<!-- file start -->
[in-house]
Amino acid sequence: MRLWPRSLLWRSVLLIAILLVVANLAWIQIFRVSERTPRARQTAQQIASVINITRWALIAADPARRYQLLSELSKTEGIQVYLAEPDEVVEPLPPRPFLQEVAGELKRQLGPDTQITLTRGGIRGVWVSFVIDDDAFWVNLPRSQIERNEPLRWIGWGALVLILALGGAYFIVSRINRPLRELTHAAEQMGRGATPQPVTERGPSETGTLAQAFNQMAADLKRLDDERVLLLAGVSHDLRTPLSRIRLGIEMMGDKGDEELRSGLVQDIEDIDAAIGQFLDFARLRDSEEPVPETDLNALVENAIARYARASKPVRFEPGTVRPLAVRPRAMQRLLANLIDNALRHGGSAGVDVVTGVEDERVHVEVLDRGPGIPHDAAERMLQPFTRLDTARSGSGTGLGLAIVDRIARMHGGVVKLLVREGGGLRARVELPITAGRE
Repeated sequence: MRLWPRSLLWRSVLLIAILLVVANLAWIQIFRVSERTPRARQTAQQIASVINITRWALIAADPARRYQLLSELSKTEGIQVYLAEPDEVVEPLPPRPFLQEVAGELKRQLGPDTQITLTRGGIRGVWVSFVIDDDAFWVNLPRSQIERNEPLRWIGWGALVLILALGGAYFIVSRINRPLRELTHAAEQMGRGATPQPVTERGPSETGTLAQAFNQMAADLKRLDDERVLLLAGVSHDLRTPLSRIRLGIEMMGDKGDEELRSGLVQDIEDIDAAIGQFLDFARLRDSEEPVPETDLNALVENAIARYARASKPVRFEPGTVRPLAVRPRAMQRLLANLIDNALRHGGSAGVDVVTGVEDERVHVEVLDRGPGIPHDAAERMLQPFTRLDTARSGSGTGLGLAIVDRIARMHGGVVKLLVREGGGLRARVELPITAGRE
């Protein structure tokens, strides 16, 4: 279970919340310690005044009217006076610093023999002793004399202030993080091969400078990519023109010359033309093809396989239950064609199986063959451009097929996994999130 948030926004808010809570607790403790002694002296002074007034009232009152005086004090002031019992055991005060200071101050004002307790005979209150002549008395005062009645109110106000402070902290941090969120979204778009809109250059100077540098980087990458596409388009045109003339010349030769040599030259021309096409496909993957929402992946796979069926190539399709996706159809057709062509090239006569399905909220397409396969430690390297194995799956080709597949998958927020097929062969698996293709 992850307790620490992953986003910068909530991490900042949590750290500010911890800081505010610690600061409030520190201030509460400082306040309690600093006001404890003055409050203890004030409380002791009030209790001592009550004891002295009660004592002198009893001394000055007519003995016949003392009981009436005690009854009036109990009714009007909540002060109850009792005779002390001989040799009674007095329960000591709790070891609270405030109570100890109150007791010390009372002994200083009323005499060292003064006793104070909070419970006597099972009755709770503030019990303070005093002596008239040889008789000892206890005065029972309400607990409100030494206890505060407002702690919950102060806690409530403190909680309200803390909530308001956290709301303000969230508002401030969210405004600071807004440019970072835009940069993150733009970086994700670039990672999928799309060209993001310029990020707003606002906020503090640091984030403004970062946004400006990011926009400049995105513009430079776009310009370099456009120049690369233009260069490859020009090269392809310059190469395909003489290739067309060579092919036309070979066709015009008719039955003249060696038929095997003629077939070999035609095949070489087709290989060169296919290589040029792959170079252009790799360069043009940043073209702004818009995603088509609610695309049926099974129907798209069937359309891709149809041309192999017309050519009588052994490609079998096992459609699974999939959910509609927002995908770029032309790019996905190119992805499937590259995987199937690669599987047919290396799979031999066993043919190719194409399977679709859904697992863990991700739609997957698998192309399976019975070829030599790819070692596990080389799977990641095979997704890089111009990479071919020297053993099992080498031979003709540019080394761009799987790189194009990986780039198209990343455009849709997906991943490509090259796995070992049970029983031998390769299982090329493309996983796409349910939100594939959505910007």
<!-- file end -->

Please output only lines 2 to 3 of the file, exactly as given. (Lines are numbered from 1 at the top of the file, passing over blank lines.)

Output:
Amino acid sequence: MRLWPRSLLWRSVLLIAILLVVANLAWIQIFRVSERTPRARQTAQQIASVINITRWALIAADPARRYQLLSELSKTEGIQVYLAEPDEVVEPLPPRPFLQEVAGELKRQLGPDTQITLTRGGIRGVWVSFVIDDDAFWVNLPRSQIERNEPLRWIGWGALVLILALGGAYFIVSRINRPLRELTHAAEQMGRGATPQPVTERGPSETGTLAQAFNQMAADLKRLDDERVLLLAGVSHDLRTPLSRIRLGIEMMGDKGDEELRSGLVQDIEDIDAAIGQFLDFARLRDSEEPVPETDLNALVENAIARYARASKPVRFEPGTVRPLAVRPRAMQRLLANLIDNALRHGGSAGVDVVTGVEDERVHVEVLDRGPGIPHDAAERMLQPFTRLDTARSGSGTGLGLAIVDRIARMHGGVVKLLVREGGGLRARVELPITAGRE
Repeated sequence: MRLWPRSLLWRSVLLIAILLVVANLAWIQIFRVSERTPRARQTAQQIASVINITRWALIAADPARRYQLLSELSKTEGIQVYLAEPDEVVEPLPPRPFLQEVAGELKRQLGPDTQITLTRGGIRGVWVSFVIDDDAFWVNLPRSQIERNEPLRWIGWGALVLILALGGAYFIVSRINRPLRELTHAAEQMGRGATPQPVTERGPSETGTLAQAFNQMAADLKRLDDERVLLLAGVSHDLRTPLSRIRLGIEMMGDKGDEELRSGLVQDIEDIDAAIGQFLDFARLRDSEEPVPETDLNALVENAIARYARASKPVRFEPGTVRPLAVRPRAMQRLLANLIDNALRHGGSAGVDVVTGVEDERVHVEVLDRGPGIPHDAAERMLQPFTRLDTARSGSGTGLGLAIVDRIARMHGGVVKLLVREGGGLRARVELPITAGRE